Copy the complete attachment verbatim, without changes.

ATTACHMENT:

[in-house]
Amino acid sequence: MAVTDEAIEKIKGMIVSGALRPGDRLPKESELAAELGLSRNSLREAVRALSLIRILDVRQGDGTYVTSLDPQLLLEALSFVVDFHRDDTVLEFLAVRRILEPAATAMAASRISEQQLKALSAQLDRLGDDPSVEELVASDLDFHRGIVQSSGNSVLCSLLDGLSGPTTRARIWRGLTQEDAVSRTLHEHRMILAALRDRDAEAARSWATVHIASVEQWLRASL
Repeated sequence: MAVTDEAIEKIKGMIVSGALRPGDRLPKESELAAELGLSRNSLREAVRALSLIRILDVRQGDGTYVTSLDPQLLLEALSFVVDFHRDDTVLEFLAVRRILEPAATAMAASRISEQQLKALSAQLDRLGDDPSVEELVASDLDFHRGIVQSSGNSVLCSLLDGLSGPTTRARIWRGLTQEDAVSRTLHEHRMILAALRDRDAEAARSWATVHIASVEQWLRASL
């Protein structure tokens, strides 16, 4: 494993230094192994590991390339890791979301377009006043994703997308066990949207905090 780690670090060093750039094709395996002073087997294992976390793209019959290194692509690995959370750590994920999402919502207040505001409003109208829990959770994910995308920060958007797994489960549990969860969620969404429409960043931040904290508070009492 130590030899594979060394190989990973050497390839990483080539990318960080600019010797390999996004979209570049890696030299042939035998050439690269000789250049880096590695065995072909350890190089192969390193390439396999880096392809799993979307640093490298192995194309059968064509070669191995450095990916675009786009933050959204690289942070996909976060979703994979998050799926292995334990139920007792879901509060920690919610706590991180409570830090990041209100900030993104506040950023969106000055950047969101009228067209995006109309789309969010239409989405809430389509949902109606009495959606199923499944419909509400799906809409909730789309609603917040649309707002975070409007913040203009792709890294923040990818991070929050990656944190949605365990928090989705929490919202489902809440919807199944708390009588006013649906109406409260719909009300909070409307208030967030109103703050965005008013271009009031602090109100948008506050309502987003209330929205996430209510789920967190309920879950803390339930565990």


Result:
[in-house]
Amino acid sequence: MAVTDEAIEKIKGMIVSGALRPGDRLPKESELAAELGLSRNSLREAVRALSLIRILDVRQGDGTYVTSLDPQLLLEALSFVVDFHRDDTVLEFLAVRRILEPAATAMAASRISEQQLKALSAQLDRLGDDPSVEELVASDLDFHRGIVQSSGNSVLCSLLDGLSGPTTRARIWRGLTQEDAVSRTLHEHRMILAALRDRDAEAARSWATVHIASVEQWLRASL
Repeated sequence: MAVTDEAIEKIKGMIVSGALRPGDRLPKESELAAELGLSRNSLREAVRALSLIRILDVRQGDGTYVTSLDPQLLLEALSFVVDFHRDDTVLEFLAVRRILEPAATAMAASRISEQQLKALSAQLDRLGDDPSVEELVASDLDFHRGIVQSSGNSVLCSLLDGLSGPTTRARIWRGLTQEDAVSRTLHEHRMILAALRDRDAEAARSWATVHIASVEQWLRASL
């Protein structure tokens, strides 16, 4: 494993230094192994590991390339890791979301377009006043994703997308066990949207905090 780690670090060093750039094709395996002073087997294992976390793209019959290194692509690995959370750590994920999402919502207040505001409003109208829990959770994910995308920060958007797994489960549990969860969620969404429409960043931040904290508070009492 130590030899594979060394190989990973050497390839990483080539990318960080600019010797390999996004979209570049890696030299042939035998050439690269000789250049880096590695065995072909350890190089192969390193390439396999880096392809799993979307640093490298192995194309059968064509070669191995450095990916675009786009933050959204690289942070996909976060979703994979998050799926292995334990139920007792879901509060920690919610706590991180409570830090990041209100900030993104506040950023969106000055950047969101009228067209995006109309789309969010239409989405809430389509949902109606009495959606199923499944419909509400799906809409909730789309609603917040649309707002975070409007913040203009792709890294923040990818991070929050990656944190949605365990928090989705929490919202489902809440919807199944708390009588006013649906109406409260719909009300909070409307208030967030109103703050965005008013271009009031602090109100948008506050309502987003209330929205996430209510789920967190309920879950803390339930565990």